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Stonehenge era statue is most important UK archaeological discovery for 100 years

A new exhibition will unravel the secrets of the ancient British landmark
A new exhibition will unravel the secrets of the ancient British landmark   -   Copyright  British Museum
By Tim Gallagher  with AFP

Archaeologists who unearthed a statue in the UK have made the most important prehistoric discovery in a century, according to the British museum.

The chalk drum (not a musical instrument), which is 5,000-year-old, dates back to the period when stonehenge was built and will go on display as part of a new exhibition on the Neolithic site opening later this month.

Similarities between this and other finds at disparate locations in the UK show a unification of culture across the territory at the time.

"It is truly a remarkable find, it is the most important piece of prehistoric art found in Britain in the past 100 years," said Neil Wilkin, curator of the exhibition.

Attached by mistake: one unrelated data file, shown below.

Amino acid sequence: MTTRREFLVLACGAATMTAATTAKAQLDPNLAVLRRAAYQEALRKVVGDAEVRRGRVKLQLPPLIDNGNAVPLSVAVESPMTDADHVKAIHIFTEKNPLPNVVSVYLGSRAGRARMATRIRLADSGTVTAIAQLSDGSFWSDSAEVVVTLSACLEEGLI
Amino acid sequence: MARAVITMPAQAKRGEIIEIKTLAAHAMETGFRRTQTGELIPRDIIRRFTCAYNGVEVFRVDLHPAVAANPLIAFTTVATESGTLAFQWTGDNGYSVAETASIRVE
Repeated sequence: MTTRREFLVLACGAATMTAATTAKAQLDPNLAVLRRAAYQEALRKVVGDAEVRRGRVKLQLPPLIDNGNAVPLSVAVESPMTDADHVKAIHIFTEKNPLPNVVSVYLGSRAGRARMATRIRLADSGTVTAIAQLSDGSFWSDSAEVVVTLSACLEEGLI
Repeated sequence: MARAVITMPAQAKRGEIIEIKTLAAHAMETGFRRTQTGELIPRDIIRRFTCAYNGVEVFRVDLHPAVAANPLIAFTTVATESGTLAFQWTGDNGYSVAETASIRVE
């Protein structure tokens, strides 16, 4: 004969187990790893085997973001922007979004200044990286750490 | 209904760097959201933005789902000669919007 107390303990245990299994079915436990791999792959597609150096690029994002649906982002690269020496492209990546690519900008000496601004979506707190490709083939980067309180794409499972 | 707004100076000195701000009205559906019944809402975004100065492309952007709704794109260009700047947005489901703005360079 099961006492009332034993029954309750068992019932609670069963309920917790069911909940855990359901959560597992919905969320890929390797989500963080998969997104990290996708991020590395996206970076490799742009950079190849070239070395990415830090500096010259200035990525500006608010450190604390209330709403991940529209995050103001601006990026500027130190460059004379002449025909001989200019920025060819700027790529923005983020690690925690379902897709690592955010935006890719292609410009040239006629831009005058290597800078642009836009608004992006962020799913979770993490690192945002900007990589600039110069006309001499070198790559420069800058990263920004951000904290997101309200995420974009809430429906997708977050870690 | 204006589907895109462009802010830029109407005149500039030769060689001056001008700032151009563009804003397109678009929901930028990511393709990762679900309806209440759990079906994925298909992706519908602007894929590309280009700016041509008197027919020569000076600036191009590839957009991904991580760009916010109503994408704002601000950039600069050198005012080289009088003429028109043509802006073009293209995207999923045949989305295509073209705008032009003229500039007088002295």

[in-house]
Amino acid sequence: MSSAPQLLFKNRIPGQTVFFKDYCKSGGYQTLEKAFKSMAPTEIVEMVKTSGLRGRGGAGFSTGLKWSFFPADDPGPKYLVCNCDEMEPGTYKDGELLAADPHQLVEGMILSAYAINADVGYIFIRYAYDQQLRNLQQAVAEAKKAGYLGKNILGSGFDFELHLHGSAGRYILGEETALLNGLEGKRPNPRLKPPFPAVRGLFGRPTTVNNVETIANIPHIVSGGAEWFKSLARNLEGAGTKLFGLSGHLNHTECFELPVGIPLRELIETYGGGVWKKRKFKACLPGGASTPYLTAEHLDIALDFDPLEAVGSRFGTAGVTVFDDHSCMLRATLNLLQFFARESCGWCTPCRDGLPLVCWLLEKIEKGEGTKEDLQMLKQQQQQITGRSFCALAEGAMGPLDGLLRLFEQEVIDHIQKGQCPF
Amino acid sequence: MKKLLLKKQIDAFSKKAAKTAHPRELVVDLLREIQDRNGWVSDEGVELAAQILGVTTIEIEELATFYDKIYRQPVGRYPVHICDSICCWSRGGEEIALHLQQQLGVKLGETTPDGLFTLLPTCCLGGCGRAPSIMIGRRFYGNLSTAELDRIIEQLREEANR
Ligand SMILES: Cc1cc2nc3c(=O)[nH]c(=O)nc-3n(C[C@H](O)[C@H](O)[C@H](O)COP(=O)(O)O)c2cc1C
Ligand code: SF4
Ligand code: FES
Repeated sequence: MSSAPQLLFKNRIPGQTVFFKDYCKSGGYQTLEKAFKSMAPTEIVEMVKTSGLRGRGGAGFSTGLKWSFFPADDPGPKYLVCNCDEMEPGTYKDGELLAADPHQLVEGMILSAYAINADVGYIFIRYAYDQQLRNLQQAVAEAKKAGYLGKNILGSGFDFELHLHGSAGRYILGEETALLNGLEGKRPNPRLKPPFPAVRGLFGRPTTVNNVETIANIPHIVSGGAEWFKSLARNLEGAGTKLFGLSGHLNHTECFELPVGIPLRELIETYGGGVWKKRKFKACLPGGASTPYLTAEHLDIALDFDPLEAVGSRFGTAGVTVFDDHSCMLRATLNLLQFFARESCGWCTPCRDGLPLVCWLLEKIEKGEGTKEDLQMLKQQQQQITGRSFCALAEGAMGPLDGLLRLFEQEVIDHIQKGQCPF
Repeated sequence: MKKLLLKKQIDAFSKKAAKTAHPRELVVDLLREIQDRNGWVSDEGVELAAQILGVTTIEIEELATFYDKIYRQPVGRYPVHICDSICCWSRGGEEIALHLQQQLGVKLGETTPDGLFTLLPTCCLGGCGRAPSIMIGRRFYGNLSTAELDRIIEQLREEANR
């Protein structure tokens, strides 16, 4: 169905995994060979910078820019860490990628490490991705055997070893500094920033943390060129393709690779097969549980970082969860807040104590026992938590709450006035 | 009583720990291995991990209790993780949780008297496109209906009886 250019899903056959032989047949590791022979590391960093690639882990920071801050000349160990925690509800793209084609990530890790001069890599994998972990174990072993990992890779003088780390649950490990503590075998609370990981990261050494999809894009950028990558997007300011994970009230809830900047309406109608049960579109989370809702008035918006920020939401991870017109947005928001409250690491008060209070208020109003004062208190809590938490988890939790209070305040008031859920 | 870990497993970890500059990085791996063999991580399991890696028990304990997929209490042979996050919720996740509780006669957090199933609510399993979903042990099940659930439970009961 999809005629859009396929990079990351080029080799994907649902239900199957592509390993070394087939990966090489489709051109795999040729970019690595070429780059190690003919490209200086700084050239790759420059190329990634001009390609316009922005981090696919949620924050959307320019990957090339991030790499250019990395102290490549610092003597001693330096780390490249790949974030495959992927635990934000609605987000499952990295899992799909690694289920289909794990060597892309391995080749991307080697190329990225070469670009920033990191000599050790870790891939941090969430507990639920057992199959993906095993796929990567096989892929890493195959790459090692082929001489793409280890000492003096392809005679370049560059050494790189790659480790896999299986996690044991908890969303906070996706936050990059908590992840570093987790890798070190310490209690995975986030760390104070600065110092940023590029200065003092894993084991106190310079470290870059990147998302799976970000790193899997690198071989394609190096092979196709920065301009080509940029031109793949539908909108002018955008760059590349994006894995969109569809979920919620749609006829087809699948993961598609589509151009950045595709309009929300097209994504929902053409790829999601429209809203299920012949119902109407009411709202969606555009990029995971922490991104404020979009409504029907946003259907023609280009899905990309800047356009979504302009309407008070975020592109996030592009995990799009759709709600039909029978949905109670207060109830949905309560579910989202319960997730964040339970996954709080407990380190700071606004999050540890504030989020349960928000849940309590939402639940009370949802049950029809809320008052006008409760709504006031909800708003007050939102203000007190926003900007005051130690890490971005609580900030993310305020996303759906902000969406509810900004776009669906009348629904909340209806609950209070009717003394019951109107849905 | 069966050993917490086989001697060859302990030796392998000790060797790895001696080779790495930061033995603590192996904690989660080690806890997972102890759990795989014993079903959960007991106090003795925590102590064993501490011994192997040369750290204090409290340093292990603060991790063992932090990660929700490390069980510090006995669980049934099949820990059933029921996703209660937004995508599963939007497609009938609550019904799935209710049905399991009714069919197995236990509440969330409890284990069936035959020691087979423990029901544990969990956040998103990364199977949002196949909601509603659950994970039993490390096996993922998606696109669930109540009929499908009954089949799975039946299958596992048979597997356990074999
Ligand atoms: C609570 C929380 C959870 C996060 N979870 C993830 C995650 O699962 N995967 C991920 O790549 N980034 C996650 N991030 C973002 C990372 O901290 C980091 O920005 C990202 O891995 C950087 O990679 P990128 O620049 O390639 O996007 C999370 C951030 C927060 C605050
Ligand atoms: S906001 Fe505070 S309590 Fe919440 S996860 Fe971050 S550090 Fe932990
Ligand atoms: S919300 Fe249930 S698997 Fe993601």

According to the museum, this drum is "one of the most elaborately decorated objects of this period found anywhere in Britain and Ireland". Its style resonates with the objects of Stonehenge.

Ancient Celtic culture in the UK

The decorated cylinder was discovered in the tomb of three children, whose hands are touching. It was placed just above the eldest child's head, along with a chalk ball and a needle made from polished bone.

The discovery was made about 384 kilometers from Stonehenge, near the village of Burton Agnes in the north of England.

A comparable bullet and needles had been found at Stonehenge and around the site, suggesting that people in Britain and Ireland shared "artistic styles, and probably beliefs, at remarkable distances", the report said.

The museum's collection includes three similar drums found in 1889 in a child's burial about 24 kilometers from the last discovery. These three objects, known as the Folkton Drums, are among "the most famous and enigmatic ancient objects ever found in excavations in Britain", according to the museum.

They were created around the same time as the first phase of the construction of Stonehenge, between 3005 and 2890 BC.